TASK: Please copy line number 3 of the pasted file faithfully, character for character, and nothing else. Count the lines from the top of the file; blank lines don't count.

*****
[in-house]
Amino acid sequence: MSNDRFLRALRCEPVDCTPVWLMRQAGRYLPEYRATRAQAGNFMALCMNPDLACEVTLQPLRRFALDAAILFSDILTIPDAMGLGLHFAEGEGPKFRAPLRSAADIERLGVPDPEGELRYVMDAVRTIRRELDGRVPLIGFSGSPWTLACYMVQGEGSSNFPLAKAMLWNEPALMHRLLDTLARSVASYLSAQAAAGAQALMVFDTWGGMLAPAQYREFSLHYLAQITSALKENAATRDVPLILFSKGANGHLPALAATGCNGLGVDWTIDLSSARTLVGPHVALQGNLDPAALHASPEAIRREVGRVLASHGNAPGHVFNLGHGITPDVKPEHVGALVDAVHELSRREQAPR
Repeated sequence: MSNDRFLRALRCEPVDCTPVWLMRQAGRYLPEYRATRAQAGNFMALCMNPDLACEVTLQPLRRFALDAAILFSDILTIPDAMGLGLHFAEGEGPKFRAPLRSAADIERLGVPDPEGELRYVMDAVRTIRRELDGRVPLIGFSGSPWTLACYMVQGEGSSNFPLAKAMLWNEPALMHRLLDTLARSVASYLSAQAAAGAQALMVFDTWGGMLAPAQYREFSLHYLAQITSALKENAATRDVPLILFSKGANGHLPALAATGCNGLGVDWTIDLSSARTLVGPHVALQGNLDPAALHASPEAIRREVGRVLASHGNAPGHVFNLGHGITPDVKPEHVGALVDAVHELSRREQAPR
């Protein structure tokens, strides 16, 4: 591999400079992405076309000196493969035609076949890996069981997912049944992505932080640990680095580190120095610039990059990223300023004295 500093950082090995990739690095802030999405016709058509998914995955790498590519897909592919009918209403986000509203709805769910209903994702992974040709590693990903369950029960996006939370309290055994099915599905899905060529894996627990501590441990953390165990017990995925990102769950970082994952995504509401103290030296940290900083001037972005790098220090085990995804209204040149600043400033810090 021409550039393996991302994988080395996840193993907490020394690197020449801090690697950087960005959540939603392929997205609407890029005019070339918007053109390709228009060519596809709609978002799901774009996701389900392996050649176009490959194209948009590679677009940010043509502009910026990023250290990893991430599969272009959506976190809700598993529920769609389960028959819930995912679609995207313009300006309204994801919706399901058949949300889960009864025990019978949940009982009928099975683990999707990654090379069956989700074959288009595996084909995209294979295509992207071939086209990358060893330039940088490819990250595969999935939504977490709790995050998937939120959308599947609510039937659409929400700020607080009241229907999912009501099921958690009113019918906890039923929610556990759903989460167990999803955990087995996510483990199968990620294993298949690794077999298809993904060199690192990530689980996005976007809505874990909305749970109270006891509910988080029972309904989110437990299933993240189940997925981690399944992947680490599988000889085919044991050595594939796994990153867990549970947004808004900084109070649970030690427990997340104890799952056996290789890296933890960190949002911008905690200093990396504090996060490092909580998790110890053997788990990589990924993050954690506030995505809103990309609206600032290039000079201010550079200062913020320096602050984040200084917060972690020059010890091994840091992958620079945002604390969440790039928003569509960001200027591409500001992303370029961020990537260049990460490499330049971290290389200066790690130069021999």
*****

Repeated sequence: MSNDRFLRALRCEPVDCTPVWLMRQAGRYLPEYRATRAQAGNFMALCMNPDLACEVTLQPLRRFALDAAILFSDILTIPDAMGLGLHFAEGEGPKFRAPLRSAADIERLGVPDPEGELRYVMDAVRTIRRELDGRVPLIGFSGSPWTLACYMVQGEGSSNFPLAKAMLWNEPALMHRLLDTLARSVASYLSAQAAAGAQALMVFDTWGGMLAPAQYREFSLHYLAQITSALKENAATRDVPLILFSKGANGHLPALAATGCNGLGVDWTIDLSSARTLVGPHVALQGNLDPAALHASPEAIRREVGRVLASHGNAPGHVFNLGHGITPDVKPEHVGALVDAVHELSRREQAPR